Thoughts on Dr. Rice- by a recovering Democrat.
Note: from time to time we will run pieces that include a bit of the old "what makes us tick". This is the first, by your friend and mine, Smiley.
Greetings from the Far Abroad.
My name is Smiley, and Dr. Demarche has invited me to contribute to this blog. I'm probably not a true member of the State Department Republican Underground, but then again, I'm probably not a true Democrat either (I used to be, but I find it harder and harder to align myself with the party of Moore). I suppose I'm what someone once termed "metropolitical
." I believe that the State Department, in spite of its flaws, is a good institution, not some traitorous fifth column that a few have made it out to be, and I'm tremendously proud to serve my country as an FSO.
But enough about me.
Lately, a lot of my non-FSO friends, and many in the Blogosphere, have asked me about the relative merits of our Secretary-nominate, Condoleeza Rice. Liberals tend to believe that she is a hard-line stooge of the President, and will merely act as a yes-(wo)man, rubber-stamping his policies. Conservatives tend to hope that she will bring a supposedly "off the reservation" State Department back in line. Over at the Council on Foreign Relations, James Lindsay
has it pretty much right.
To me it appears that, at least from a policy perspective, Rice will be good for the State Department, for American foreign policy, and by extension, for the country. It is fair to say that she has the trust of the President. The President has said that he intends to pursue a variety of multilateral foreign policy initiatives in his second term, notably the Middle East Peace Process (or Road Map, if you're nasty), bringing more countries on board in terms of Iraq reconstruction, and repairing the transatlantic relationship. It seems evident to me that by putting a close confidant in charge of our country's foreign policy, the President is effectively putting his money where his mouth is.
I take Rice's appointment to mean that the President is serious about effective multilateralism (I'm prepared to argue that Bush's reputation for"unilateralism" is much more the product of an abrasive style than any of his actions, but not in this post). Putting a firm ally of the President in the hot seat at Foggy Bottom sets up the President for a series of "Nixon-to-China" moments, particularly vis-a-vis the Israeli-Palestinian issue and the remaking of the Middle East in general. As any Arab leader will tell you, solving the Israeli-Palestinian conflict is the key to addressing all the other issues in the Middle East (not that I believe that, mind you- but solving it would remove the most obvious figleaf covering the true problems of the Middle East, and take one major excuse for failing to reform out of play).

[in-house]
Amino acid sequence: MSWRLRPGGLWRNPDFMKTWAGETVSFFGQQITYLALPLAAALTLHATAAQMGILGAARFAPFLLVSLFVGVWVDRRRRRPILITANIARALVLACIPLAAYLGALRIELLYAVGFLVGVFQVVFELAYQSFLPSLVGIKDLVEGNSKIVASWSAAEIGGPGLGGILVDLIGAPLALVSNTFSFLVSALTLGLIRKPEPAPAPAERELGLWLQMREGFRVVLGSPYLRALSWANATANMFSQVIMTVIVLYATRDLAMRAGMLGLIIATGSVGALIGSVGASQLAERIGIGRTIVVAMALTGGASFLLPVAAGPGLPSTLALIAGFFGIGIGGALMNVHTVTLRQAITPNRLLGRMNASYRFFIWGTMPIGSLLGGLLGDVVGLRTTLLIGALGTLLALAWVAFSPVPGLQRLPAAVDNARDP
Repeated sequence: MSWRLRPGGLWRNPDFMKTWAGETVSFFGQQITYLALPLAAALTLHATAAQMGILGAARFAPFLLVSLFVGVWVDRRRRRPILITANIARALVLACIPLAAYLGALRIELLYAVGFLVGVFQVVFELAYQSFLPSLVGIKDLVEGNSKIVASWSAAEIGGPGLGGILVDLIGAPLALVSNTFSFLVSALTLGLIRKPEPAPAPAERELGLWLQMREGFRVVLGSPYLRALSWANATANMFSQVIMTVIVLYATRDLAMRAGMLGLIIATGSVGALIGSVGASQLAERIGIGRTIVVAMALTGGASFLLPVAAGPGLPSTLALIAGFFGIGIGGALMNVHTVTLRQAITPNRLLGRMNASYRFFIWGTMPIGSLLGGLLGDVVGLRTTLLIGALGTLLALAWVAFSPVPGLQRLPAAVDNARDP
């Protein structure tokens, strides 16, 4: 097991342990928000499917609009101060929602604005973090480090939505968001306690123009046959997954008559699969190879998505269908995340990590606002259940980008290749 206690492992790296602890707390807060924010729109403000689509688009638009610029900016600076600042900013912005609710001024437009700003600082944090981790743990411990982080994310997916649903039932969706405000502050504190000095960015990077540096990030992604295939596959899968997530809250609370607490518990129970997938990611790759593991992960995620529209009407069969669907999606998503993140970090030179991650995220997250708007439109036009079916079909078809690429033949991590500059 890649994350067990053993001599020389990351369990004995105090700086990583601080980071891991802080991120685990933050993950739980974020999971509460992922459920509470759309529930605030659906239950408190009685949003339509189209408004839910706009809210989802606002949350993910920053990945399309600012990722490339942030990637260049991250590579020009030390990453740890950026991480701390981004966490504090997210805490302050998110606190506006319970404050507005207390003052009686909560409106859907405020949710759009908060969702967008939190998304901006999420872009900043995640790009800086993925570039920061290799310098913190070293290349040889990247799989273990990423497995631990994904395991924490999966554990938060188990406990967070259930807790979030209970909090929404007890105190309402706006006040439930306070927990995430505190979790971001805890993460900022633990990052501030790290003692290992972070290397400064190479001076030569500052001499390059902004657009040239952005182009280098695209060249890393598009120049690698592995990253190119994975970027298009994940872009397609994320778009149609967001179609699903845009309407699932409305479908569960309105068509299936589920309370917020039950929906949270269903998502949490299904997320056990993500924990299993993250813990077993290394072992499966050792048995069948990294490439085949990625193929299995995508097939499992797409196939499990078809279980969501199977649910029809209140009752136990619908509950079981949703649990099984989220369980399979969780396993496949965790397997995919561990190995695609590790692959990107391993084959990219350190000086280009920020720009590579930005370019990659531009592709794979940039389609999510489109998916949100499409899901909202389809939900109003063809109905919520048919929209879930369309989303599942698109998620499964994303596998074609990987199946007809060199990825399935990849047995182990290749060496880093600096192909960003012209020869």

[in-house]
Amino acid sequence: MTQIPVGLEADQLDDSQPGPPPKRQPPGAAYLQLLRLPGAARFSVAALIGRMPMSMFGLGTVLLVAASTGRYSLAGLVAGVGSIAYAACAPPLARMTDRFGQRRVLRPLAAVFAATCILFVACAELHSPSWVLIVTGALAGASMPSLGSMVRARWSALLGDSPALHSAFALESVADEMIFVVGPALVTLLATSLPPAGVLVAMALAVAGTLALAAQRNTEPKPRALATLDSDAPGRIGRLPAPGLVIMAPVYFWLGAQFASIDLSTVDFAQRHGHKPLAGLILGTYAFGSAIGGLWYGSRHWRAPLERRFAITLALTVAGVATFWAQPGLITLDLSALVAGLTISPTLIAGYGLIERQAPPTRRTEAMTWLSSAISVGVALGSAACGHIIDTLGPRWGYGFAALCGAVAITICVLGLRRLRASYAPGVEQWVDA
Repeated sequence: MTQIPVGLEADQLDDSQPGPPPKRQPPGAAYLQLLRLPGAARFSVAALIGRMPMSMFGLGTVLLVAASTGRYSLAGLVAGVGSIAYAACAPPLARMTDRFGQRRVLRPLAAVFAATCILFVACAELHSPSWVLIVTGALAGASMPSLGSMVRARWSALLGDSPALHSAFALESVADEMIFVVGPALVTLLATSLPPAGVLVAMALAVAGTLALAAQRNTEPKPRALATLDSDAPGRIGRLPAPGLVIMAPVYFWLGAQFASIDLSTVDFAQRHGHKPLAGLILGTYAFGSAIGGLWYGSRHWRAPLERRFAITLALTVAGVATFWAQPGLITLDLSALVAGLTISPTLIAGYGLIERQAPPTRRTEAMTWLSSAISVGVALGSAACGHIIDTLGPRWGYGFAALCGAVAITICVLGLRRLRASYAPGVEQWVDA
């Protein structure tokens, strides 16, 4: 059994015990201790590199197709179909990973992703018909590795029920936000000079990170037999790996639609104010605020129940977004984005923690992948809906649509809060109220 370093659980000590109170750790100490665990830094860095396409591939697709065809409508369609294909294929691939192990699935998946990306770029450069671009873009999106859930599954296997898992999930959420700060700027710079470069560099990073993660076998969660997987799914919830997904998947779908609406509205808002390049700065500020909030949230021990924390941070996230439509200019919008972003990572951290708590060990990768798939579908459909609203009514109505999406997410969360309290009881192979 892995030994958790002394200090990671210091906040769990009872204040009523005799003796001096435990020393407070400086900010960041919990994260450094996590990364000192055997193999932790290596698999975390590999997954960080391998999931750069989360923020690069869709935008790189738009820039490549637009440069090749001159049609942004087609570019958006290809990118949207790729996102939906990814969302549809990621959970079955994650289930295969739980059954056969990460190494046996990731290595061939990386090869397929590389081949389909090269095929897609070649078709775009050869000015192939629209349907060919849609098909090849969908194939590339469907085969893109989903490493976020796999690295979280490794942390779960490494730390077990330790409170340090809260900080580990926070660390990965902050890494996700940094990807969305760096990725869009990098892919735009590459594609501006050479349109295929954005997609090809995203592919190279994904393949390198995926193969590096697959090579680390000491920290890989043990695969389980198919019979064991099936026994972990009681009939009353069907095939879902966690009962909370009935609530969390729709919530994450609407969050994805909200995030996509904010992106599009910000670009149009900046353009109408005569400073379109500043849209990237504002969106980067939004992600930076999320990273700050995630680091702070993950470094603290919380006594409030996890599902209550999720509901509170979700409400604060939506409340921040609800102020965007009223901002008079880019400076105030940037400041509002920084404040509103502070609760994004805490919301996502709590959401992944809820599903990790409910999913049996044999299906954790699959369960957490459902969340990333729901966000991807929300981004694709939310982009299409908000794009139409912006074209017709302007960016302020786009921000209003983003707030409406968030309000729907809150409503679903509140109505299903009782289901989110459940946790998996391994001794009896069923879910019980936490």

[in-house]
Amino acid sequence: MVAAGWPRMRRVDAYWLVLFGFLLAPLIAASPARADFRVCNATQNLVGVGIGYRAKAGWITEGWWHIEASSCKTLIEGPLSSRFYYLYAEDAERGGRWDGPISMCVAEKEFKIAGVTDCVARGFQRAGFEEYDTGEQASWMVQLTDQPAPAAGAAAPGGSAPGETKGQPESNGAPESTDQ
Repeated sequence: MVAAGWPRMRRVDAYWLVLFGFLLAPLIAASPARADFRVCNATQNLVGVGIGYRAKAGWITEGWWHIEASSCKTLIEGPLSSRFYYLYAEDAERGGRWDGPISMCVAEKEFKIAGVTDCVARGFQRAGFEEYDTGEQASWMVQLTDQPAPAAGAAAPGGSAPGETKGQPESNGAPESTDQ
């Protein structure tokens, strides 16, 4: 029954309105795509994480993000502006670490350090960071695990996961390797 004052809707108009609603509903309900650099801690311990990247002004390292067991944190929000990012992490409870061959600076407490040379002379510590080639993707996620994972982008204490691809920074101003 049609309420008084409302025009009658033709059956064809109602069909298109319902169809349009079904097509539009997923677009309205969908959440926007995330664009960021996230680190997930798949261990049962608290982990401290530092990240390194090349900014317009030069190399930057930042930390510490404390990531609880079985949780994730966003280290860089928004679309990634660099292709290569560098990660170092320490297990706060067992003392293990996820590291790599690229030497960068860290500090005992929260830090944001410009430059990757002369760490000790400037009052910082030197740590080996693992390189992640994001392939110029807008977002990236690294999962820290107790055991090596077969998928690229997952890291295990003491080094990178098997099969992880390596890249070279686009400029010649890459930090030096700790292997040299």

If Bush, with Condi pulling strings for him, can bring about a solution (and that is a big "if") he will have gone a long way towards his accomplishing his objectives in the Arab world, particularly if he is able to stabilize Iraq and pull off relatively fair elections in the process. Given that all these items (and much more) appear be on the agenda for Bush in his second term, the appointment of his most trusted advisor as our nation's chief diplomat would indicate that he intends to use the State Department to further this mission- and that he trusts Condi enough that he will listen if she should, in the course of heading the Department, develop some points of view that differ from his own.
I'm going to address the management issues that Rice might face in future postings. For more on that now, our gentle readers should check out our brethren over at The Diplomad